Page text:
- Two of the energy sector’s so-called “Big Six” suppliers in the UK have announced plans to leave the household sector and merge under a new company.
- The plans would reduce the number of main suppliers in the UK to only five.
- The news comes in the wake of the government’s attempt to crack down on energy prices, despite warnings from the sector it could hurt profits.
LONDON — Two of the so-called “Big Six” energy providers in the UK announced plans on Wednesday to merge their UK household energy supply businesses into a new company.
SSE and npower said they have reached an agreement to combine their consumer businesses, reducing the “Big Six” household energy suppliers to only five. In September, SSE and npower served an estimated 11.5 million British customers between them.
Alistair Philips-Davies, CEO of SSE, said in a statement: “The scale of change in the energy market means we believe a separation of our household energy and services business and the proposed merger with npower will enable both entities to focus more acutely on pursuing their own dedicated strategies, and will ultimately better serve customers, employees and other stakeholders.”
The government has been attempting to clamp down on “rip off energy prices” and promote competition in the sector. Prime Minister Theresa May promised in October to cap energy prices until at least 2020 in a bid to improve efficiency, competition, and value in the energy market. The promise came despite warnings the cap could curtail growth.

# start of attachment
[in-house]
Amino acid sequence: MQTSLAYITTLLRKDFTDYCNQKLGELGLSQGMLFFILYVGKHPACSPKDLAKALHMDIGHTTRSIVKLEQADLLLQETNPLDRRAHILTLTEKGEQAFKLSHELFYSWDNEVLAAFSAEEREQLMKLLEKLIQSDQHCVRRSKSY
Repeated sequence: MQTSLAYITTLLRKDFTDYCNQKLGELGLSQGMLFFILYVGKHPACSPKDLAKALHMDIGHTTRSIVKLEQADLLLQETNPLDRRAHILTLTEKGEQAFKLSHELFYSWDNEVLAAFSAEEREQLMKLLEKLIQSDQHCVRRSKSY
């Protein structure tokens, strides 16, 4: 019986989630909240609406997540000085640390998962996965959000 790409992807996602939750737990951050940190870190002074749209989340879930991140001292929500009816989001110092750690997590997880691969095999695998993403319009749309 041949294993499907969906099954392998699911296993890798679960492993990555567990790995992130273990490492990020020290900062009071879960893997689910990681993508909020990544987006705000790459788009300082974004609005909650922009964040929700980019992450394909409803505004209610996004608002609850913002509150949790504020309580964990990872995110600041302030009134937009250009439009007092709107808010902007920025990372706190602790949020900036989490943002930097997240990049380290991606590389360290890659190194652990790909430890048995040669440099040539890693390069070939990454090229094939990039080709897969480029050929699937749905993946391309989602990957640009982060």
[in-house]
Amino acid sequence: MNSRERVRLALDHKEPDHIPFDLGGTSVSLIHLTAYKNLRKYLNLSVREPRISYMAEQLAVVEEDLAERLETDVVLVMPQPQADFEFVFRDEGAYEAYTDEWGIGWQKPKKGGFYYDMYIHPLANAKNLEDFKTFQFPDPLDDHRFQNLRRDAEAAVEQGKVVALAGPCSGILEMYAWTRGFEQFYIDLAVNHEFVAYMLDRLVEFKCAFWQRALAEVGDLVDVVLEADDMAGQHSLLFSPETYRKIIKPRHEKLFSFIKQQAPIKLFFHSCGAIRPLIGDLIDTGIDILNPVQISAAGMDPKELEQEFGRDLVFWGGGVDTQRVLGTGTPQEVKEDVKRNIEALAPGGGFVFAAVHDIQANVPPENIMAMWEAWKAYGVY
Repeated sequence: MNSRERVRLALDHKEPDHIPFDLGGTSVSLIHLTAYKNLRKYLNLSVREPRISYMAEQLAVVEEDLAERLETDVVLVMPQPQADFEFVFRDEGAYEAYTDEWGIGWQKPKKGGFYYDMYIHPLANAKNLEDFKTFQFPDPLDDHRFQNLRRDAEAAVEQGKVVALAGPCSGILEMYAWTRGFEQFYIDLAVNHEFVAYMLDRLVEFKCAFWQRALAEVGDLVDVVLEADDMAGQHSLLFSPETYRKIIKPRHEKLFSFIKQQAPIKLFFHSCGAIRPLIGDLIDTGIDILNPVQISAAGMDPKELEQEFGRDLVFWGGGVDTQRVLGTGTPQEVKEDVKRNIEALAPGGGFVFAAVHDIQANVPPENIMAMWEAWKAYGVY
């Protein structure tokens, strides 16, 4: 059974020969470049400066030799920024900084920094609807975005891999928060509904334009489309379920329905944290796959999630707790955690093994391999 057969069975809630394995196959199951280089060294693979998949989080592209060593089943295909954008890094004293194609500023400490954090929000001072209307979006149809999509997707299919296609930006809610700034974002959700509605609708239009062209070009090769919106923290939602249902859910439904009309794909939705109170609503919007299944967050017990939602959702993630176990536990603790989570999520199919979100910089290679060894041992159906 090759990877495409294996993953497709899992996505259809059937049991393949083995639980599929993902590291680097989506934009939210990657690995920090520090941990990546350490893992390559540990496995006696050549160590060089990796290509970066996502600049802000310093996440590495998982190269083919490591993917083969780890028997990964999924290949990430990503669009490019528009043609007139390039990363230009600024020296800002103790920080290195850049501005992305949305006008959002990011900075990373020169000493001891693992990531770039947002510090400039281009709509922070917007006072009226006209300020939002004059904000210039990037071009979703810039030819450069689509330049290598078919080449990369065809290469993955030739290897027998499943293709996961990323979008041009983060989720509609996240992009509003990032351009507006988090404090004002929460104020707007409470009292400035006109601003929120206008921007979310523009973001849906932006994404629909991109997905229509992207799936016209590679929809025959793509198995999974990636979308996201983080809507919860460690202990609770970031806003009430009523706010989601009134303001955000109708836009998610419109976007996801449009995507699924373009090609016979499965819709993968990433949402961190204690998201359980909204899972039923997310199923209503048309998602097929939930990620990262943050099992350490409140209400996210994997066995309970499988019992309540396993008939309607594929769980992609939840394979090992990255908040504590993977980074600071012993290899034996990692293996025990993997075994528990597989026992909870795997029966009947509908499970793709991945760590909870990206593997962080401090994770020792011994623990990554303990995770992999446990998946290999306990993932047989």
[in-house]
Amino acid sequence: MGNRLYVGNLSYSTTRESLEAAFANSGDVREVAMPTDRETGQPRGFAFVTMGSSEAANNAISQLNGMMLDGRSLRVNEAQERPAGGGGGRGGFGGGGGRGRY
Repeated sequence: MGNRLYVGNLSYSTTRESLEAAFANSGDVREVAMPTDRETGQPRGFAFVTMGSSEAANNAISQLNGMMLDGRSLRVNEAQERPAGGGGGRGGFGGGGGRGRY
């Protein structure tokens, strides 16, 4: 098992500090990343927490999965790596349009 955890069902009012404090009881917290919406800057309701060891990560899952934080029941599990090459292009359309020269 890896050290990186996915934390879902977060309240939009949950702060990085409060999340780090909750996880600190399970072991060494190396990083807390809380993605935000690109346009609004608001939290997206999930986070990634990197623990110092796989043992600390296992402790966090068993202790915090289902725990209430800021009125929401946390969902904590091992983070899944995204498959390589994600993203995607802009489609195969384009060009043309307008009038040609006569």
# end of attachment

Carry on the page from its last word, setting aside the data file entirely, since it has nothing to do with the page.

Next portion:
George Salmon, an equity analyst at Hargreaves Lansdown, said in an email: “Politicians from both sides have moved to come down on the big energy suppliers, with standard variable tariffs a high-profile target for change.
“Of the major players, SSE has the highest percentage of customers on these tariffs, so it’s perhaps no surprise to see it taking action.”
SSE said the creation of a new standalone retail business would allow it to focus “entirely on strategic and operational developments in the GB [British] retail sector, including the competitive and regulatory environment.”
SSE also published its half-year results on Wednesday, which showed profit down 8% and earnings per share down 8.8%. SSE and npower’s proposed plan is expected to be completed by the end of 2018 or early 2019.
“We’re proud of our track record in customer service and have plenty to build on, but there is a huge amount of competition and we need to do more than ever to compete by providing value for money and excellent experiences for customers,” said Tony Keeling, CEO of SSE Retail.
On Tuesday, Scottish Power CEO Keith Anderson urged the government to either fully regulate the energy market or to back free market competition. Anderson said: “We need clarity one way or the other,” according to Energy Voice.
He said a price cap would “not help to engage those customers who could still find a better deal. It will be bad for customers, energy companies big and small, as well as investor confidence.”